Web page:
A Pandemic Gut Check
My friend, Paul Hoffman, called my attention to a splendid essay that captures the strangeness of the present COVID era.
Author Kathryn Shulz’s piece is titled, “How To Make Sense of Our COVID Losses, Big and Small.” As she notes, the losses vary widely, from the death of loved ones to the cancellation of an anticipated trip; from the loss of a job to not seeing work colleagues in person because we are all on Zoom.
Linda and I had planned to be on the Island of Kauai at this time, along with four dear friends. It would have been fun. More than that, it would have been a welcome change from the socked-in conditions in Seattle, where an entire day passes without the sun making a dent in the tent of fog and cloud. But a month ago as Omicron took off the trip was cancelled. Like so many other things over two years now. We all have, Shulz notes, ghost calendars. A lot of things crossed out from last week’s dinner with grandchildren to gatherings with clergy colleagues.
And, yes, me missing a trip to Kauai is nothing really, certainly compared to those who have lost loved ones, who have lost jobs, or the kids and their parents who have lost a couple years of normal schooling.
But that is one of the points Shulz so gracefully makes: how wide the spectrum of loss is. From the essential to the important to the pleasant.
The gradations are real. But so are the losses, all of them. Here’s Shulz:
“Such losses can seem fundamentally incomparable, and indeed most of us have qualms about comparing them. I have been struck, throughout the pandemic, by how conscientiously many people have calibrated their losses, always framing them against the toll of Covid writ large: I’m lucky, no one I love has died; I’m lucky, I haven’t gotten sick; I’m lucky, I didn’t need to be hospitalized; I’m lucky, I wound up in the hospital but I have good health care; at least my family is OK; at least I still have a job; at least I’m not alone.
“These are important and generous reactions. They attend, as we too seldom do, to life’s uneven allocation of suffering, and they remind us to be grateful both for what is going well in our lives and what could be going worse. Still, when we find ourselves counting our blessings this carefully, it is generally because some of them have gone missing. The pandemic has rendered many of us reluctant to lament those lesser losses, even though they reveal a fundamental truth not only about the times we live in but about life in general: We are almost always facing more than one thing at once and therefore feeling more than one thing at once. We feel sympathy together with self-pity, good fortune together with frustration, gratitude together with grief.” (italics added)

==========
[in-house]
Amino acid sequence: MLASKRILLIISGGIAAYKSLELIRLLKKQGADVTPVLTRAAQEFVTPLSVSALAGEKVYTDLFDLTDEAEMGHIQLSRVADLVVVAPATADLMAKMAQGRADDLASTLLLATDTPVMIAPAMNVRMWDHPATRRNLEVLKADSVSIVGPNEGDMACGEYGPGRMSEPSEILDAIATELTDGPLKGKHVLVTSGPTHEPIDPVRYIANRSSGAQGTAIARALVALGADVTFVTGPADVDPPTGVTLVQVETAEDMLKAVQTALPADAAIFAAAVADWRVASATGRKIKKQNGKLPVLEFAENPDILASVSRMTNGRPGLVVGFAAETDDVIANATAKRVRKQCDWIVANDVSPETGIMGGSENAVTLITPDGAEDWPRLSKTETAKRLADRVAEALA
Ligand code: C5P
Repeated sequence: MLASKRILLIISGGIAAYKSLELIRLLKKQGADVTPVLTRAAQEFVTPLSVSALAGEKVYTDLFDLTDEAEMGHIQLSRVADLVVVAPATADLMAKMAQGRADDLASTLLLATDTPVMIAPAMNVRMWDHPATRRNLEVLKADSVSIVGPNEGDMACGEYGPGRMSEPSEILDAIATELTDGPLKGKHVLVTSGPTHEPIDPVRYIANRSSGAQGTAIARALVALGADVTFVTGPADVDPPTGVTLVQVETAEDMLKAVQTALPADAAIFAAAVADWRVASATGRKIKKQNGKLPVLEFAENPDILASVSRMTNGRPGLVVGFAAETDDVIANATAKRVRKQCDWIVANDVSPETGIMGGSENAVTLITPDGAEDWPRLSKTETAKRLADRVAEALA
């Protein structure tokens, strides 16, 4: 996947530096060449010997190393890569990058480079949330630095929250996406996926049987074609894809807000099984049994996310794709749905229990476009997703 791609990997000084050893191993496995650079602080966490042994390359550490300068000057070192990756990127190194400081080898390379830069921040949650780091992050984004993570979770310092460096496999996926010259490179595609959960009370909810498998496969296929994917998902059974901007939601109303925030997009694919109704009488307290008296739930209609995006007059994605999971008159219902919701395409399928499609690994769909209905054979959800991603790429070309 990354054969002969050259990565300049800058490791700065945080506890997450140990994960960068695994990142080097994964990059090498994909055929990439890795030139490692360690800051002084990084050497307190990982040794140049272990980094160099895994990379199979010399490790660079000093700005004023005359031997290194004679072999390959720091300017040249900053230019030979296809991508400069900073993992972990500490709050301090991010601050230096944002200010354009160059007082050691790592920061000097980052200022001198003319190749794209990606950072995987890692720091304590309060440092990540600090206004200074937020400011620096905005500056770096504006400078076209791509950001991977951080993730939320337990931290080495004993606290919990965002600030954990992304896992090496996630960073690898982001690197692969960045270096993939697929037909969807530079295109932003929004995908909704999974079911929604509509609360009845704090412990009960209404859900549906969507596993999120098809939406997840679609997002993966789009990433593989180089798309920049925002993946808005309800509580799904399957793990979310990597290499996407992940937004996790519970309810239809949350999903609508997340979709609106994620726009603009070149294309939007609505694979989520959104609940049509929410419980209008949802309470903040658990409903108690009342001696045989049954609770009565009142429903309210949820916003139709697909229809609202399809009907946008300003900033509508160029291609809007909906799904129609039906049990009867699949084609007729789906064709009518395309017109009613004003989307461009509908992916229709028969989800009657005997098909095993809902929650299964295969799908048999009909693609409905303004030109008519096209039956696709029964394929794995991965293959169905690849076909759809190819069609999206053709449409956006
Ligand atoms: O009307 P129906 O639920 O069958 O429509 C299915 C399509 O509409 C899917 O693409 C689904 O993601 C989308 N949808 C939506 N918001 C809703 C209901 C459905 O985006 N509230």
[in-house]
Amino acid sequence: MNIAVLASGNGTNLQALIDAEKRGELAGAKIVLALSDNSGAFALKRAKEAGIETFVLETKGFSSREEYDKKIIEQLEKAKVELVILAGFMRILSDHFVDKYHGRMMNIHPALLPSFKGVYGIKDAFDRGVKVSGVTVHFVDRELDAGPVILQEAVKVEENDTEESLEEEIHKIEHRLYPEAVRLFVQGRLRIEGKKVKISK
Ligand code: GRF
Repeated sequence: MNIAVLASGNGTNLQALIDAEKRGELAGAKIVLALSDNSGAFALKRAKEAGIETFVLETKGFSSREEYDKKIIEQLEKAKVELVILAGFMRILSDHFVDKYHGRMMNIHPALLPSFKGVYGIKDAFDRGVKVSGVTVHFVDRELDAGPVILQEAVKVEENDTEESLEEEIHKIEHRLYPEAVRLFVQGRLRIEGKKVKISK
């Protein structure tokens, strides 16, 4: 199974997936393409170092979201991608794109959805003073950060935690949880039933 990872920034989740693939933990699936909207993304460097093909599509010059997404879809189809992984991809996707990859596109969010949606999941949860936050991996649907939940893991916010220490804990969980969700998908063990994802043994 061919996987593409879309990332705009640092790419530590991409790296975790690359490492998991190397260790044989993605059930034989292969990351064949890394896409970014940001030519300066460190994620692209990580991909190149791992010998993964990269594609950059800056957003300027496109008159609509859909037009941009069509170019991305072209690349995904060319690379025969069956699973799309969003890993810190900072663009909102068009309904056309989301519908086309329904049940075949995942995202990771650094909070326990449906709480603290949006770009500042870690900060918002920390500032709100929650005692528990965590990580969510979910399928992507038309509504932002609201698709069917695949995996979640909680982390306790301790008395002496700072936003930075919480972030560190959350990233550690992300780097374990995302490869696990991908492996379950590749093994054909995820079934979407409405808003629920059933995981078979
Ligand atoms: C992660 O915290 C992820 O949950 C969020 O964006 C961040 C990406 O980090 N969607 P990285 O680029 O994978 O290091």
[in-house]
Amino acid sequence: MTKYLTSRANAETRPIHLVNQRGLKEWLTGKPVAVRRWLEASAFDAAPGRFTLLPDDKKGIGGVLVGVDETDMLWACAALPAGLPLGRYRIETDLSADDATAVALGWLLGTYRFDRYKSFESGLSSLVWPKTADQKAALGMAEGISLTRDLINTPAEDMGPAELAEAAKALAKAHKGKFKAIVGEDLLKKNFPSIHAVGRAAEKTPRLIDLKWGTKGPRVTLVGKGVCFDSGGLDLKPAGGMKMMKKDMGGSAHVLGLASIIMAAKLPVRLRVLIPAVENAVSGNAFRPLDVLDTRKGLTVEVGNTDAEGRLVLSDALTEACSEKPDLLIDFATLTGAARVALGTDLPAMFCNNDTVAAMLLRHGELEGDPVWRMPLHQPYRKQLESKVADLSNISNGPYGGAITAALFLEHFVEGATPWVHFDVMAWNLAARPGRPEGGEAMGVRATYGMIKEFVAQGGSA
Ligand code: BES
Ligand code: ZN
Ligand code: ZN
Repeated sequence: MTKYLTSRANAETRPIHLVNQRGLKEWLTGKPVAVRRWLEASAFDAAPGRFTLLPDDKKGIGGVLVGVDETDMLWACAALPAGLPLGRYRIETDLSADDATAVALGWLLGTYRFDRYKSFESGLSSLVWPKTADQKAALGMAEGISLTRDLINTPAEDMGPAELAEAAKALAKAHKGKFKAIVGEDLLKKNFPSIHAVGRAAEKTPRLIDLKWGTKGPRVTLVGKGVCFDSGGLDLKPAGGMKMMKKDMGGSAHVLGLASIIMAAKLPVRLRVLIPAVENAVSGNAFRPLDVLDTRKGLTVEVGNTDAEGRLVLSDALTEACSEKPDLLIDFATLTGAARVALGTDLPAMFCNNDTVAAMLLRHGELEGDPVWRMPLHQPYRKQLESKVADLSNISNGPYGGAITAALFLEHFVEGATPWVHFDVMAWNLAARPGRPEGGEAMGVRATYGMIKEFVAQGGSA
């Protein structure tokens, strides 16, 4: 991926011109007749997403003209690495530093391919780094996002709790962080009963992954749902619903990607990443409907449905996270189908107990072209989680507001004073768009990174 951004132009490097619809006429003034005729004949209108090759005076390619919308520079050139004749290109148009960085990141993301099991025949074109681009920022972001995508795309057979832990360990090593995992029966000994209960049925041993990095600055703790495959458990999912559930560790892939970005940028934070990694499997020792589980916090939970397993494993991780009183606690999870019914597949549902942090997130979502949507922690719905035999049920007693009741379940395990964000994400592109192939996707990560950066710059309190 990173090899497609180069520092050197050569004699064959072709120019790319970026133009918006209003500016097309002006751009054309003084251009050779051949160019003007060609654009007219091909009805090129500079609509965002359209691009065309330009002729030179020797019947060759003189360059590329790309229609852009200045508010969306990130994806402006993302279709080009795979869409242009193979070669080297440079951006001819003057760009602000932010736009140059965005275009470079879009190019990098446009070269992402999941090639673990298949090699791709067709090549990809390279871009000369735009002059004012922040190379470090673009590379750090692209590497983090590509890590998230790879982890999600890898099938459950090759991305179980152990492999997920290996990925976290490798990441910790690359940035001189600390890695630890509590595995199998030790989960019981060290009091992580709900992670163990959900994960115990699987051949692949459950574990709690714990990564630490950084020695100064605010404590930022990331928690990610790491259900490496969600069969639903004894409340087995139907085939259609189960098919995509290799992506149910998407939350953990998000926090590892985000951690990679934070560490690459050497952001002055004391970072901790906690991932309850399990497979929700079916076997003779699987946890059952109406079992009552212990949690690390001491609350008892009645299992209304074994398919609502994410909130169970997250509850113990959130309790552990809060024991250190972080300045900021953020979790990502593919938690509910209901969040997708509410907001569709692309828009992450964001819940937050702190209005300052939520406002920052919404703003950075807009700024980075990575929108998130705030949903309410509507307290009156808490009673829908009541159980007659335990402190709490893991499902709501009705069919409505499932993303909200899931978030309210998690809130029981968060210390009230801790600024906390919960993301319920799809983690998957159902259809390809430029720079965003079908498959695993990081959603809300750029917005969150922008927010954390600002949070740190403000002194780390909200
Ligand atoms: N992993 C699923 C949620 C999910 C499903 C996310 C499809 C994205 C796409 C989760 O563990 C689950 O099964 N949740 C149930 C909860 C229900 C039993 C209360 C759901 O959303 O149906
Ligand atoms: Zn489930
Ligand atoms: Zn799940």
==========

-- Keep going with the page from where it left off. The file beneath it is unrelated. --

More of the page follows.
Shulz terms these juxtapositions life’s “and-ness.” It’s not just one thing, not only one emotion. It is gratitude and grief, count your blessings and loneliness all at the same time.
If the pandemic has done anything it is to concentrate the juxtapositions, the “and-ness.” I wish I were walking the sands of a beach in Kauai, but I’m healthy and have a home. I am tired of being shut-down again, seeing friends as if on some kind of quota, and yet I have health-care and am fully vaccinated.
Shulz concludes that the “and-ness” of feelings and experience is not just a pandemic phenomenon. It is how life is. The pandemic has only made this more evident. Maybe more poignant.
“There’s no pure form of any significant event in our lives, no single emotion that solely and accurately represents love, or grief, or pandemic. Even at the extremity of experience, life is always busy being many things at once — exhausting and restorative, tedious and exciting, solemn and comic, devastating and fulfilling.
“The trick lies not in sorting out the ‘real’ or ‘relevant’ feelings from the alleged distractions and obfuscations, but in accepting that this constant flux of feeling is not only inevitable, but essential: It is what prevents our happiness from becoming complacent, our anguish from entirely undoing us. The world we live in is infinitely variegated, infinitely complex. To feel that same way, then, is not to be compromised; it is to be complete.”
I remember a friend who on listening to how I was doing (not so well at the time) said, “It’s human to have conflicted feelings.” That felt like a word of grace. Life is seldom (never?) either/ or. Our feelings are a jumble, as conflicted as a dark sky laced with rays of light. When our children got married I was glad and sad, jubilant and apprehensive. Are those tears of joy or tears of sadness? How about both?
Shulz names something most if not all of us experience, now magnified to the 100th power by the pandemic, we’re grumpy and yet grateful, weary and yet, if not determined, at least keeping on.